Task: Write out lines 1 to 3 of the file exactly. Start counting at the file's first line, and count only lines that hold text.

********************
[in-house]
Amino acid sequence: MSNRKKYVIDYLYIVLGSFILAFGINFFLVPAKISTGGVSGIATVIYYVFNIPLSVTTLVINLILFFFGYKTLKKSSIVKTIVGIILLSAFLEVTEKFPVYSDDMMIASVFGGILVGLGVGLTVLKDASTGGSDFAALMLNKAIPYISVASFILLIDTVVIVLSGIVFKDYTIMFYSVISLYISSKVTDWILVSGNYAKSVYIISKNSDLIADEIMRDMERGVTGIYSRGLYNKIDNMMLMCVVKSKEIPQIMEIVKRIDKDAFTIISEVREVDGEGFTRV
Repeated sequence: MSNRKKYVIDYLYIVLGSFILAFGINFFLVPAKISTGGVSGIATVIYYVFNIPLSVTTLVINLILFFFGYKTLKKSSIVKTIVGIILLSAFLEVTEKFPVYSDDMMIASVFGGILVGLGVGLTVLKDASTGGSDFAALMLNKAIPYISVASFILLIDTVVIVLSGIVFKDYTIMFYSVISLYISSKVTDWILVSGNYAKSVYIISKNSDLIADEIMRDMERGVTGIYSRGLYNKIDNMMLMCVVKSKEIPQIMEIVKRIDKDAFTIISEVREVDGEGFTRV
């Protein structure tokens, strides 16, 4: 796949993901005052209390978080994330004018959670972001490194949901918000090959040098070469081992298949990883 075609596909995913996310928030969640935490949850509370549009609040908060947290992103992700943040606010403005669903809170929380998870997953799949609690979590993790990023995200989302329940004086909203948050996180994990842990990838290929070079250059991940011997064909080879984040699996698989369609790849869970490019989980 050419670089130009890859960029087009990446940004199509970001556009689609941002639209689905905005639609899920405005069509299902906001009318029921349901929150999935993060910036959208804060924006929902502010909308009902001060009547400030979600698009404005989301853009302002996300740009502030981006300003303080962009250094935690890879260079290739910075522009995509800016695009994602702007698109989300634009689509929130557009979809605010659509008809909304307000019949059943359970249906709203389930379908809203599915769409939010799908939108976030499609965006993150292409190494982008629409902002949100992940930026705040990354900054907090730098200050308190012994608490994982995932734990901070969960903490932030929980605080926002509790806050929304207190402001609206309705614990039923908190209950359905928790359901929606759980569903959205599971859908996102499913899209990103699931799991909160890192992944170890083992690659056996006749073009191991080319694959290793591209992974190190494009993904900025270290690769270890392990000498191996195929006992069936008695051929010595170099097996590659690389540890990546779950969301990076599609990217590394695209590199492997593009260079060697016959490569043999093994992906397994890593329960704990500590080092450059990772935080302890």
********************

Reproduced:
[in-house]
Amino acid sequence: MSNRKKYVIDYLYIVLGSFILAFGINFFLVPAKISTGGVSGIATVIYYVFNIPLSVTTLVINLILFFFGYKTLKKSSIVKTIVGIILLSAFLEVTEKFPVYSDDMMIASVFGGILVGLGVGLTVLKDASTGGSDFAALMLNKAIPYISVASFILLIDTVVIVLSGIVFKDYTIMFYSVISLYISSKVTDWILVSGNYAKSVYIISKNSDLIADEIMRDMERGVTGIYSRGLYNKIDNMMLMCVVKSKEIPQIMEIVKRIDKDAFTIISEVREVDGEGFTRV
Repeated sequence: MSNRKKYVIDYLYIVLGSFILAFGINFFLVPAKISTGGVSGIATVIYYVFNIPLSVTTLVINLILFFFGYKTLKKSSIVKTIVGIILLSAFLEVTEKFPVYSDDMMIASVFGGILVGLGVGLTVLKDASTGGSDFAALMLNKAIPYISVASFILLIDTVVIVLSGIVFKDYTIMFYSVISLYISSKVTDWILVSGNYAKSVYIISKNSDLIADEIMRDMERGVTGIYSRGLYNKIDNMMLMCVVKSKEIPQIMEIVKRIDKDAFTIISEVREVDGEGFTRV